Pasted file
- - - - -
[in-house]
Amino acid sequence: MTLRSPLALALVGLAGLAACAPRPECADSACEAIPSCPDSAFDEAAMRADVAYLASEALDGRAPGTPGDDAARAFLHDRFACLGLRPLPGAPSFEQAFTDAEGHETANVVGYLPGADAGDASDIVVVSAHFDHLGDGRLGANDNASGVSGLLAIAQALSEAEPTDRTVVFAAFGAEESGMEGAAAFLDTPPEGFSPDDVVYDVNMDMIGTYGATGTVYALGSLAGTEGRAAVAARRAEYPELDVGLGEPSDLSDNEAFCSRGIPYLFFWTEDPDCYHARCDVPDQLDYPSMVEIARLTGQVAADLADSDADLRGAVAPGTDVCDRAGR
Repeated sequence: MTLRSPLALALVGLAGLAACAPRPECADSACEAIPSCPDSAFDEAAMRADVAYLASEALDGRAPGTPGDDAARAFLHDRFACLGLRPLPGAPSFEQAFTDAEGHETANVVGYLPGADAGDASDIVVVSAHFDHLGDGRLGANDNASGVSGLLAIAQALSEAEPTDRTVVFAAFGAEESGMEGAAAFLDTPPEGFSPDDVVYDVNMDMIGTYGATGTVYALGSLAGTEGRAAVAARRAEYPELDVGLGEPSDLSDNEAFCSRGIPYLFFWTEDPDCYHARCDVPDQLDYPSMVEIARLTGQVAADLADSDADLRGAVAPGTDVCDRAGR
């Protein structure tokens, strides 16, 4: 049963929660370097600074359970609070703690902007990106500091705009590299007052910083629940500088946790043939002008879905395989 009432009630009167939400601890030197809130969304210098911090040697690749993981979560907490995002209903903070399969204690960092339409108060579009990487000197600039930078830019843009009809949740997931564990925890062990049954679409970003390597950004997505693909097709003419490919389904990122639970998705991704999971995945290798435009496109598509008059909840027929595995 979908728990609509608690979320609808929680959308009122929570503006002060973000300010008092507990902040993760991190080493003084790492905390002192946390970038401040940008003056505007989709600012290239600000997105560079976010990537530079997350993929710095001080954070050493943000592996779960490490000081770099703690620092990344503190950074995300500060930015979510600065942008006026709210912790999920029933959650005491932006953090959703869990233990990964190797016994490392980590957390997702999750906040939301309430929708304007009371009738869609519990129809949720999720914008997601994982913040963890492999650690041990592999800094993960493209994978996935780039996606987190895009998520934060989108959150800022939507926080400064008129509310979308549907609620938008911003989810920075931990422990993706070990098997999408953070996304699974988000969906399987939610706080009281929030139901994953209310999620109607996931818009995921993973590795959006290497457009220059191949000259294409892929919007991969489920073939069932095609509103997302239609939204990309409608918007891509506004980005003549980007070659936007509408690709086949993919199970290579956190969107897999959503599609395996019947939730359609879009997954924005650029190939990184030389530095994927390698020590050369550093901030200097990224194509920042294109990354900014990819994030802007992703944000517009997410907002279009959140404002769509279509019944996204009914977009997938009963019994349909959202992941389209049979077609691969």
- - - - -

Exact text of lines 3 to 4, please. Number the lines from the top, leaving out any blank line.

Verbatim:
Repeated sequence: MTLRSPLALALVGLAGLAACAPRPECADSACEAIPSCPDSAFDEAAMRADVAYLASEALDGRAPGTPGDDAARAFLHDRFACLGLRPLPGAPSFEQAFTDAEGHETANVVGYLPGADAGDASDIVVVSAHFDHLGDGRLGANDNASGVSGLLAIAQALSEAEPTDRTVVFAAFGAEESGMEGAAAFLDTPPEGFSPDDVVYDVNMDMIGTYGATGTVYALGSLAGTEGRAAVAARRAEYPELDVGLGEPSDLSDNEAFCSRGIPYLFFWTEDPDCYHARCDVPDQLDYPSMVEIARLTGQVAADLADSDADLRGAVAPGTDVCDRAGR
């Protein structure tokens, strides 16, 4: 049963929660370097600074359970609070703690902007990106500091705009590299007052910083629940500088946790043939002008879905395989 009432009630009167939400601890030197809130969304210098911090040697690749993981979560907490995002209903903070399969204690960092339409108060579009990487000197600039930078830019843009009809949740997931564990925890062990049954679409970003390597950004997505693909097709003419490919389904990122639970998705991704999971995945290798435009496109598509008059909840027929595995 979908728990609509608690979320609808929680959308009122929570503006002060973000300010008092507990902040993760991190080493003084790492905390002192946390970038401040940008003056505007989709600012290239600000997105560079976010990537530079997350993929710095001080954070050493943000592996779960490490000081770099703690620092990344503190950074995300500060930015979510600065942008006026709210912790999920029933959650005491932006953090959703869990233990990964190797016994490392980590957390997702999750906040939301309430929708304007009371009738869609519990129809949720999720914008997601994982913040963890492999650690041990592999800094993960493209994978996935780039996606987190895009998520934060989108959150800022939507926080400064008129509310979308549907609620938008911003989810920075931990422990993706070990098997999408953070996304699974988000969906399987939610706080009281929030139901994953209310999620109607996931818009995921993973590795959006290497457009220059191949000259294409892929919007991969489920073939069932095609509103997302239609939204990309409608918007891509506004980005003549980007070659936007509408690709086949993919199970290579956190969107897999959503599609395996019947939730359609879009997954924005650029190939990184030389530095994927390698020590050369550093901030200097990224194509920042294109990354900014990819994030802007992703944000517009997410907002279009959140404002769509279509019944996204009914977009997938009963019994349909959202992941389209049979077609691969």